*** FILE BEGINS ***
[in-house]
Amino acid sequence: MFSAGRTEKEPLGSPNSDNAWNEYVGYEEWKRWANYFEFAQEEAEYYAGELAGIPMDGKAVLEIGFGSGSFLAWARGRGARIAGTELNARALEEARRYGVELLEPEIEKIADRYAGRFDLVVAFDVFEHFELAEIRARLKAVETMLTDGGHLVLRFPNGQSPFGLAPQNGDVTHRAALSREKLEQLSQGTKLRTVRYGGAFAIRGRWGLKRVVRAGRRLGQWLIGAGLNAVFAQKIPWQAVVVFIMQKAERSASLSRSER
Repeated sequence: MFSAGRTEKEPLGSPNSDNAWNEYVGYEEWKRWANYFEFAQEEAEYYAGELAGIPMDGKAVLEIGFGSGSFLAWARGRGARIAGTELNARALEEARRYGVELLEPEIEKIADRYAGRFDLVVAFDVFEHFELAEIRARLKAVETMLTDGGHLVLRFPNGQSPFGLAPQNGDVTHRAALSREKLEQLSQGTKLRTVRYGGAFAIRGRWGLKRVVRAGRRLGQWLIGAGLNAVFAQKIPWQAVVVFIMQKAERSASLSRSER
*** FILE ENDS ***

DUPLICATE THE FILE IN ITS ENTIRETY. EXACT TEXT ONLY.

[in-house]
Amino acid sequence: MFSAGRTEKEPLGSPNSDNAWNEYVGYEEWKRWANYFEFAQEEAEYYAGELAGIPMDGKAVLEIGFGSGSFLAWARGRGARIAGTELNARALEEARRYGVELLEPEIEKIADRYAGRFDLVVAFDVFEHFELAEIRARLKAVETMLTDGGHLVLRFPNGQSPFGLAPQNGDVTHRAALSREKLEQLSQGTKLRTVRYGGAFAIRGRWGLKRVVRAGRRLGQWLIGAGLNAVFAQKIPWQAVVVFIMQKAERSASLSRSER
Repeated sequence: MFSAGRTEKEPLGSPNSDNAWNEYVGYEEWKRWANYFEFAQEEAEYYAGELAGIPMDGKAVLEIGFGSGSFLAWARGRGARIAGTELNARALEEARRYGVELLEPEIEKIADRYAGRFDLVVAFDVFEHFELAEIRARLKAVETMLTDGGHLVLRFPNGQSPFGLAPQNGDVTHRAALSREKLEQLSQGTKLRTVRYGGAFAIRGRWGLKRVVRAGRRLGQWLIGAGLNAVFAQKIPWQAVVVFIMQKAERSASLSRSER